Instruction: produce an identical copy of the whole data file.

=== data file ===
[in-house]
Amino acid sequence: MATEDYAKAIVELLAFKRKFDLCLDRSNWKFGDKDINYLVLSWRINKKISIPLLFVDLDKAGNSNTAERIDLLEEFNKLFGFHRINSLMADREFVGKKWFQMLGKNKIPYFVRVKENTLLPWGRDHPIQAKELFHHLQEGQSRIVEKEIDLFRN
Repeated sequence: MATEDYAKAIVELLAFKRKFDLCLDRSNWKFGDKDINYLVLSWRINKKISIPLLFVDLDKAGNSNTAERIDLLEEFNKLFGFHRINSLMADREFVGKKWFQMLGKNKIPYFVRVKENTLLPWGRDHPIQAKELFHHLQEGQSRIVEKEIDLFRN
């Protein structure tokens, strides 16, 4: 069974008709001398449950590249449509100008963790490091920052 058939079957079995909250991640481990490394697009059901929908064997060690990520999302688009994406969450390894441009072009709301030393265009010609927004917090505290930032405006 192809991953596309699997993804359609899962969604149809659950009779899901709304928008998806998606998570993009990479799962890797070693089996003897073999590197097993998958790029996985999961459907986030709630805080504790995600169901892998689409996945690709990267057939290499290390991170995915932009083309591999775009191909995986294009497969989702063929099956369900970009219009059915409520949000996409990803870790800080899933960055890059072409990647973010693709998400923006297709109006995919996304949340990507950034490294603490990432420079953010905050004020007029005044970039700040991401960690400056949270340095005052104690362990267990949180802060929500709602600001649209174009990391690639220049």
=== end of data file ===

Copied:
[in-house]
Amino acid sequence: MATEDYAKAIVELLAFKRKFDLCLDRSNWKFGDKDINYLVLSWRINKKISIPLLFVDLDKAGNSNTAERIDLLEEFNKLFGFHRINSLMADREFVGKKWFQMLGKNKIPYFVRVKENTLLPWGRDHPIQAKELFHHLQEGQSRIVEKEIDLFRN
Repeated sequence: MATEDYAKAIVELLAFKRKFDLCLDRSNWKFGDKDINYLVLSWRINKKISIPLLFVDLDKAGNSNTAERIDLLEEFNKLFGFHRINSLMADREFVGKKWFQMLGKNKIPYFVRVKENTLLPWGRDHPIQAKELFHHLQEGQSRIVEKEIDLFRN
């Protein structure tokens, strides 16, 4: 069974008709001398449950590249449509100008963790490091920052 058939079957079995909250991640481990490394697009059901929908064997060690990520999302688009994406969450390894441009072009709301030393265009010609927004917090505290930032405006 192809991953596309699997993804359609899962969604149809659950009779899901709304928008998806998606998570993009990479799962890797070693089996003897073999590197097993998958790029996985999961459907986030709630805080504790995600169901892998689409996945690709990267057939290499290390991170995915932009083309591999775009191909995986294009497969989702063929099956369900970009219009059915409520949000996409990803870790800080899933960055890059072409990647973010693709998400923006297709109006995919996304949340990507950034490294603490990432420079953010905050004020007029005044970039700040991401960690400056949270340095005052104690362990267990949180802060929500709602600001649209174009990391690639220049």